I've always been a fan of Paul Dorpat's "Now & Then" feature in the Seattle Times. I noticed a guy in the UK was making composited cross-time images by matching Google's Street View with vintage photos. I made some of my own -- Handy way to time travel without leaving the house, though I sometimes do take the present day shots when things don't align. All images can be clicked to see a larger size.

Sunday, October 1, 2017

Mystery Album, Part One


 
 
As I continue to make those cross-time images I've been relying less on Google Street View images and taking more of the "now" images myself. For the "then" pics I've been looking beyond the usual online archives and MOHAI for source material. I've been finding great images in old news photos and photo albums on eBay. One album in particular turned out to be a real gem. The photos are all from the early to mid 1930s and show a very active family growing up in West Seattle. Every picture is meticulously annotated by the mom, who must have been the person behind the camera.
 
 
 
I'm looking forward to seeing what these pictures might turn into. The family spent a lot of time visiting many popular destinations in Seattle and Western Washington, which makes them perfect for "now and then" treatment.
 
 
This all made me curious about the people in the photos. As much as I'm enjoying the pictures it's a little sad to think that such a lovely piece of family history ended up selling on eBay for under 15 bucks. That's pretty common. Sometimes there are no living descendants or an album ends up in a branch of a family with nobody to pass it on to -- or no interest in old photos.
 
I was able to use the names, dates and some landmarks near their house to find most of the people in the album. One of the photographer's sons is apparently still alive in Oregon, as are several grandchildren. I'm planning to contact the family to see if they have any interest in the album. It could be I bought this from them to begin with (oops) but I figure it's worth checking. I'll follow up if any news develops.
 
CK

Friday, September 1, 2017

Far, Far Away



Here's another picture from my home town, but a lot people who grew up in the 70s and 80s will relate to this. A friend sent me a photo of the marquee being demolished at Bremerton's historic Roxy Theater yesterday. Coincidentally, I photographed the once-glamorous Art Deco movie house a few weeks ago, planning to make a composite of a crowd lined up to see Star Wars in 1977. If you grew up in Kitsap County back then, chances are you saw the original trilogy at the Roxy. In Panavision. AND color.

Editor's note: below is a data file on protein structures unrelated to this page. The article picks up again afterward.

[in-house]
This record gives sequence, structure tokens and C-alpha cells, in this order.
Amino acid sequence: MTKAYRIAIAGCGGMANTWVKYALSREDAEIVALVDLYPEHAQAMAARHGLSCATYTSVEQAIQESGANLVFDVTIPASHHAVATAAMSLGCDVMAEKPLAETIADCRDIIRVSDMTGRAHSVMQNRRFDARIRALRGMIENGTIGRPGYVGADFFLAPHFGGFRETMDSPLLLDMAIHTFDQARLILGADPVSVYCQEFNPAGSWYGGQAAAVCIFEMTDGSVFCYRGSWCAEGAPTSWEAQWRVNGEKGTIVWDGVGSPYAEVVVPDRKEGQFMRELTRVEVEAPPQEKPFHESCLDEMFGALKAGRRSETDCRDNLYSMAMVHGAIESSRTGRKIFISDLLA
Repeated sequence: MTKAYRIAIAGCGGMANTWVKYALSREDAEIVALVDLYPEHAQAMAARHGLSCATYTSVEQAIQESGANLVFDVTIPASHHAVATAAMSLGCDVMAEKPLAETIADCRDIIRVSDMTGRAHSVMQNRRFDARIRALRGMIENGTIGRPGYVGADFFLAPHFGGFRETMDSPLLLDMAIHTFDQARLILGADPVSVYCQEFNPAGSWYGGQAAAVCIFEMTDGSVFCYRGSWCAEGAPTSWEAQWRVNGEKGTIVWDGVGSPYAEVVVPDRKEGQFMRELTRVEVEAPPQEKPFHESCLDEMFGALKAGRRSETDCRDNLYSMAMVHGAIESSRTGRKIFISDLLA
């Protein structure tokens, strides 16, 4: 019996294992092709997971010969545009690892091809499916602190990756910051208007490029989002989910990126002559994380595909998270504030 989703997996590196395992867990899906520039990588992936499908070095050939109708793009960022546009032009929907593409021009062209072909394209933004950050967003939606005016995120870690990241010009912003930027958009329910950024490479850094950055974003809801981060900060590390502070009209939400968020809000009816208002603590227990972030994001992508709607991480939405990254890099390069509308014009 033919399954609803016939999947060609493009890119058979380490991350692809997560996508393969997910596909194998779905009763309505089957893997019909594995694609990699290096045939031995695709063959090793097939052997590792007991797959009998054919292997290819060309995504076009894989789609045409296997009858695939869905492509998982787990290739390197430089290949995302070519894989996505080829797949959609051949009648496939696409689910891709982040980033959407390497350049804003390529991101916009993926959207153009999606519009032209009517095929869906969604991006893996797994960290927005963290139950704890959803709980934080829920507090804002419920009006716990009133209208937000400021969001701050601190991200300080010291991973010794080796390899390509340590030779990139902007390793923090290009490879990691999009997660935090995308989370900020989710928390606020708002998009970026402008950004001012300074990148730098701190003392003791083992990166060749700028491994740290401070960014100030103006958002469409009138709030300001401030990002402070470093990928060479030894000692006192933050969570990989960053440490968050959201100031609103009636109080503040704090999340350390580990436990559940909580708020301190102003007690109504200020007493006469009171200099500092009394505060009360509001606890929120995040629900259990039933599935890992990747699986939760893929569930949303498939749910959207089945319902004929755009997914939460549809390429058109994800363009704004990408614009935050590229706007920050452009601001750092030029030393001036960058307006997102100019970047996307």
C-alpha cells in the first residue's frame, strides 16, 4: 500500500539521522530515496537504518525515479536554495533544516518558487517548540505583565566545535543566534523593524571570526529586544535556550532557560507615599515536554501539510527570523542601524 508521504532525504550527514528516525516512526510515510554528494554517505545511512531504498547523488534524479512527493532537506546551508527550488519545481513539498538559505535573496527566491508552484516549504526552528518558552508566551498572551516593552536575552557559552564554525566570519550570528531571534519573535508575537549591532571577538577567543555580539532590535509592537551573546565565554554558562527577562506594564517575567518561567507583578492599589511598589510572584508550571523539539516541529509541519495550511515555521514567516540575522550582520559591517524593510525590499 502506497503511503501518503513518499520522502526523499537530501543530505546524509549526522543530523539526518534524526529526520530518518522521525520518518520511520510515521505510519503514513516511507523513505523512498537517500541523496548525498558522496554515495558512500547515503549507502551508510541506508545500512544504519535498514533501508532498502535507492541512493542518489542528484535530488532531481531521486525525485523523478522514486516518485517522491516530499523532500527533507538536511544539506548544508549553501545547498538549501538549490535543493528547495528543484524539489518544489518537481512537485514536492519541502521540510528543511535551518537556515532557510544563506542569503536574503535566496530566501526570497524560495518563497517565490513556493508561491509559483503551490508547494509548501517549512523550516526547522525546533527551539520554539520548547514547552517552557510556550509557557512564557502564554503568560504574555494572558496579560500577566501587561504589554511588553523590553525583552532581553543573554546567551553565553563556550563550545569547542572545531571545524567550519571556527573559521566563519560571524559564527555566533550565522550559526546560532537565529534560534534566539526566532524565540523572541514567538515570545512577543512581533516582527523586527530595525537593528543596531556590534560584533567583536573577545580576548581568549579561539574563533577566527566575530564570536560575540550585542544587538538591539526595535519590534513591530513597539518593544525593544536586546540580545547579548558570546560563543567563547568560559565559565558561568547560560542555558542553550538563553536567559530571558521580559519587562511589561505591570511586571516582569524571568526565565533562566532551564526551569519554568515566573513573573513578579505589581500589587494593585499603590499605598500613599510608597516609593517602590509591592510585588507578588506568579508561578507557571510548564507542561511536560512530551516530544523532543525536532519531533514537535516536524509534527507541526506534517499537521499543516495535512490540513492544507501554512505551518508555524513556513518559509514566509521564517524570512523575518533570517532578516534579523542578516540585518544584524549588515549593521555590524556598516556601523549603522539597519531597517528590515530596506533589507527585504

Its days as a movie palace were over years ago. There are certainly newer, better venues for watching movies but a lot of us will always be sentimental about walking under those neon lights for our first visit to a galaxy far, far away.


CK

Monday, August 7, 2017

Just Wild About Harry - POTUS 33 In Bremerton

After a year-long break, I'm back with some new/old photo composites -- This time venturing back to my home county.

A recent eBay find netted some terrific snapshots of Harry S. Truman's visit to Bremerton, Washington on June 6th of 1948. This was the visit where many believe Truman's famous catchphrase "Give 'em hell, Harry!" was first shouted by a man in the crowd gathered on Pacific Avenue below the Elks Club (the present-day Max Hale Center) . A couple other towns tell a similar story but Bremerton's claim is pretty strong, or at least no worse than competing versions.











The photos from before and during Truman's speech are easy to match with present-day Bremerton -- Many of the buildings, including the terraced rooftop outside the Elk's Club still exist. The photos of Truman and his traveling companions stopping shortly before arriving in Bremerton took a little more digging. At first glance, it's just a nondescript country road.


Newspaper stories during the presidential visit mention Truman leaving Olympia early that morning with his friend, Washington Governor Mon Walgren (no relation to the famous senator). One story in particular mentioned the group -- a car of staffers and a Cadillac convertible for the dignitaries -- taking Highway 3 through Shelton. A note on the back of the photo lists Bremerton's mayor L. "Hum" Kean among the group. Given the direction they were coming from and the need to add Bremerton's mayor to the group it seemed like they must have stopped somewhere just outside the city.




Truman appears to be having an animated conversation with Bremerton mayor, Hum Kean.

This ended up being correct. The house seen in the background is in the town of Gorst, just south of Bremerton where Highway 3 meets Highway 16. Not the first place that comes to mind for a presidential visit but the brickwork on the house's back porch is still clearly visible today, though it's just peeking through dense trees and bushes. Several shots in the series show Truman, Walgren and Hum Kean chatting and milling about while a few onlookers enjoy their brush with fame. The image of a US president just hanging out with a small handful of people on a country road is remarkable compared to the huge contingent who travel with presidents today.


After his visit to Bremerton, Truman and Walgren boarded the governor's yacht, Olympos and left for Seattle while reporters followed on a specially chartered ferry. After giving a short address in Seattle Truman and his entourage visited  Fort Lewis before returning to Olympia, completing their loop.

CK